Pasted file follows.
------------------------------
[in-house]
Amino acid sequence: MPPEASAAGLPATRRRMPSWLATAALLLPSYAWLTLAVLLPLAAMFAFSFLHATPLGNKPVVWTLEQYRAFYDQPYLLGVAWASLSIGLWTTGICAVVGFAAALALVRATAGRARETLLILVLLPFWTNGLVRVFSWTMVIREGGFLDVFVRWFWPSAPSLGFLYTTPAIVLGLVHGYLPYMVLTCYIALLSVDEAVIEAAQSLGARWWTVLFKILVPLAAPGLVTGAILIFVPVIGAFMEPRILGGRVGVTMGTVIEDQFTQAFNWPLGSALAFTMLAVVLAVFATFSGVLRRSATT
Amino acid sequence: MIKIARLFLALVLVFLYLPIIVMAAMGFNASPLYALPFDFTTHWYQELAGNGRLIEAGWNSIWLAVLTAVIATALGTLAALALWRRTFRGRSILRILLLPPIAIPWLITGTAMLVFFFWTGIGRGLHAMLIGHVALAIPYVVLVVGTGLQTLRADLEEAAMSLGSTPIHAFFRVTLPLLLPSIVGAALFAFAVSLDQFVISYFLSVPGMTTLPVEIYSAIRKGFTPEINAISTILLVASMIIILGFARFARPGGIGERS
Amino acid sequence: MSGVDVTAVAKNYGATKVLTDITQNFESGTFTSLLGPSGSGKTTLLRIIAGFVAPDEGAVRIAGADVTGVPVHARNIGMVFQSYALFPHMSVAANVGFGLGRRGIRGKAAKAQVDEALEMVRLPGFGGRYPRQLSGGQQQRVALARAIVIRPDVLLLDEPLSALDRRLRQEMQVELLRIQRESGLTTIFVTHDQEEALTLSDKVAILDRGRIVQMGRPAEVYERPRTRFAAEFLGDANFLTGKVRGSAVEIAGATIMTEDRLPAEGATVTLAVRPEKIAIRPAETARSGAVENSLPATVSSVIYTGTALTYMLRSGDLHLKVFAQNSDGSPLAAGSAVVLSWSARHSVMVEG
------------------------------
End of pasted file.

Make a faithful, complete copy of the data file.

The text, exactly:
[in-house]
Amino acid sequence: MPPEASAAGLPATRRRMPSWLATAALLLPSYAWLTLAVLLPLAAMFAFSFLHATPLGNKPVVWTLEQYRAFYDQPYLLGVAWASLSIGLWTTGICAVVGFAAALALVRATAGRARETLLILVLLPFWTNGLVRVFSWTMVIREGGFLDVFVRWFWPSAPSLGFLYTTPAIVLGLVHGYLPYMVLTCYIALLSVDEAVIEAAQSLGARWWTVLFKILVPLAAPGLVTGAILIFVPVIGAFMEPRILGGRVGVTMGTVIEDQFTQAFNWPLGSALAFTMLAVVLAVFATFSGVLRRSATT
Amino acid sequence: MIKIARLFLALVLVFLYLPIIVMAAMGFNASPLYALPFDFTTHWYQELAGNGRLIEAGWNSIWLAVLTAVIATALGTLAALALWRRTFRGRSILRILLLPPIAIPWLITGTAMLVFFFWTGIGRGLHAMLIGHVALAIPYVVLVVGTGLQTLRADLEEAAMSLGSTPIHAFFRVTLPLLLPSIVGAALFAFAVSLDQFVISYFLSVPGMTTLPVEIYSAIRKGFTPEINAISTILLVASMIIILGFARFARPGGIGERS
Amino acid sequence: MSGVDVTAVAKNYGATKVLTDITQNFESGTFTSLLGPSGSGKTTLLRIIAGFVAPDEGAVRIAGADVTGVPVHARNIGMVFQSYALFPHMSVAANVGFGLGRRGIRGKAAKAQVDEALEMVRLPGFGGRYPRQLSGGQQQRVALARAIVIRPDVLLLDEPLSALDRRLRQEMQVELLRIQRESGLTTIFVTHDQEEALTLSDKVAILDRGRIVQMGRPAEVYERPRTRFAAEFLGDANFLTGKVRGSAVEIAGATIMTEDRLPAEGATVTLAVRPEKIAIRPAETARSGAVENSLPATVSSVIYTGTALTYMLRSGDLHLKVFAQNSDGSPLAAGSAVVLSWSARHSVMVEG